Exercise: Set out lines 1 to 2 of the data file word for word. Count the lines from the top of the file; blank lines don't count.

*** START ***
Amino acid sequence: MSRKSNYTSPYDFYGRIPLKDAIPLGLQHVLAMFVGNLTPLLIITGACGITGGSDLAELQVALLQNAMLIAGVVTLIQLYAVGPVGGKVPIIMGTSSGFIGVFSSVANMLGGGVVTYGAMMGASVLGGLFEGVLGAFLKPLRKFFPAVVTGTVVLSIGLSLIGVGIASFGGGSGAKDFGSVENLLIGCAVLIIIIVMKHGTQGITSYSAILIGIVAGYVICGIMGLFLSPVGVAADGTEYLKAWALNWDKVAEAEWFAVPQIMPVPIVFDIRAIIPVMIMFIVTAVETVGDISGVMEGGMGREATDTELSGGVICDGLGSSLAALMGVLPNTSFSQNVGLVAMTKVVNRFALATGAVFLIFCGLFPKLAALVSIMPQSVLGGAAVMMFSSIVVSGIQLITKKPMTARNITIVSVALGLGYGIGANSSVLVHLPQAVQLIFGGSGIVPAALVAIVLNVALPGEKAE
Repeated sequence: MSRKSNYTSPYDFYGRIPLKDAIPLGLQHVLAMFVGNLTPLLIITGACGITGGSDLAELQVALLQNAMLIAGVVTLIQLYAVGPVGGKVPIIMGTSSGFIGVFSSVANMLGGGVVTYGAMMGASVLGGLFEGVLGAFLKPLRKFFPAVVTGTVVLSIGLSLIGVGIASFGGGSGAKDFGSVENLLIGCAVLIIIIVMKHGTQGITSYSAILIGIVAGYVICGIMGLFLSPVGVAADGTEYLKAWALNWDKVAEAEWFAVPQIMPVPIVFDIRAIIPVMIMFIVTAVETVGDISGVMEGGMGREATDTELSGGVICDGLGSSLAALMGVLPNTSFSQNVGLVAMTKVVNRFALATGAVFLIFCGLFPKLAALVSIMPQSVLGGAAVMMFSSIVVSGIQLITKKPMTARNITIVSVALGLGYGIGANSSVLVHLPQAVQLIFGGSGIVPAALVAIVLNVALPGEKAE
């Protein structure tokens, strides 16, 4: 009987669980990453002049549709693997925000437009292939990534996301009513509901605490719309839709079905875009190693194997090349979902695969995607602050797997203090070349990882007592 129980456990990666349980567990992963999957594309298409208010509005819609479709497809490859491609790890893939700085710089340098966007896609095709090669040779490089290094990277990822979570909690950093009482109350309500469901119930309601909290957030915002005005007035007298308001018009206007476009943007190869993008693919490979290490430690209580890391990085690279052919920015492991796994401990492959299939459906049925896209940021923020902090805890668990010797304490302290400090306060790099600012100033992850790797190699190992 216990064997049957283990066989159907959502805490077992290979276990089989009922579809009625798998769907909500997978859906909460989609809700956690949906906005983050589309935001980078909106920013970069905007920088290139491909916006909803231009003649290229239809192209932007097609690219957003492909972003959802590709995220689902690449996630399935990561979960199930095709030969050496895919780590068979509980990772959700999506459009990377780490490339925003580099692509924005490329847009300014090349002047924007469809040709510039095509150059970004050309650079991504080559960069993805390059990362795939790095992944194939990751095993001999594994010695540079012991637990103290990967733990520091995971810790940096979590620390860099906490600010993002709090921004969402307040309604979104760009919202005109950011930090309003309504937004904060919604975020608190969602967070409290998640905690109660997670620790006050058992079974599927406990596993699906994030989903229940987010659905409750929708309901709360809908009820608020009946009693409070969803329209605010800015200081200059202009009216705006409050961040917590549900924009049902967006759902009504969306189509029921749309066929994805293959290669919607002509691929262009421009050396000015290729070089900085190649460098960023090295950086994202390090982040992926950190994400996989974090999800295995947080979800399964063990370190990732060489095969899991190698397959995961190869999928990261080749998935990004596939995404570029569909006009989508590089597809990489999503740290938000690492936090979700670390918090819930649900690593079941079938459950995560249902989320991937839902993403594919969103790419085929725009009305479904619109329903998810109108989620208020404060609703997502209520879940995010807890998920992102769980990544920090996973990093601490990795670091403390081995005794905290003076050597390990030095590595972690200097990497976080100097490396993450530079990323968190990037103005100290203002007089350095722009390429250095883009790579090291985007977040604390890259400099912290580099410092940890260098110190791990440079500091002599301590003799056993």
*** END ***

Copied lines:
Amino acid sequence: MSRKSNYTSPYDFYGRIPLKDAIPLGLQHVLAMFVGNLTPLLIITGACGITGGSDLAELQVALLQNAMLIAGVVTLIQLYAVGPVGGKVPIIMGTSSGFIGVFSSVANMLGGGVVTYGAMMGASVLGGLFEGVLGAFLKPLRKFFPAVVTGTVVLSIGLSLIGVGIASFGGGSGAKDFGSVENLLIGCAVLIIIIVMKHGTQGITSYSAILIGIVAGYVICGIMGLFLSPVGVAADGTEYLKAWALNWDKVAEAEWFAVPQIMPVPIVFDIRAIIPVMIMFIVTAVETVGDISGVMEGGMGREATDTELSGGVICDGLGSSLAALMGVLPNTSFSQNVGLVAMTKVVNRFALATGAVFLIFCGLFPKLAALVSIMPQSVLGGAAVMMFSSIVVSGIQLITKKPMTARNITIVSVALGLGYGIGANSSVLVHLPQAVQLIFGGSGIVPAALVAIVLNVALPGEKAE
Repeated sequence: MSRKSNYTSPYDFYGRIPLKDAIPLGLQHVLAMFVGNLTPLLIITGACGITGGSDLAELQVALLQNAMLIAGVVTLIQLYAVGPVGGKVPIIMGTSSGFIGVFSSVANMLGGGVVTYGAMMGASVLGGLFEGVLGAFLKPLRKFFPAVVTGTVVLSIGLSLIGVGIASFGGGSGAKDFGSVENLLIGCAVLIIIIVMKHGTQGITSYSAILIGIVAGYVICGIMGLFLSPVGVAADGTEYLKAWALNWDKVAEAEWFAVPQIMPVPIVFDIRAIIPVMIMFIVTAVETVGDISGVMEGGMGREATDTELSGGVICDGLGSSLAALMGVLPNTSFSQNVGLVAMTKVVNRFALATGAVFLIFCGLFPKLAALVSIMPQSVLGGAAVMMFSSIVVSGIQLITKKPMTARNITIVSVALGLGYGIGANSSVLVHLPQAVQLIFGGSGIVPAALVAIVLNVALPGEKAE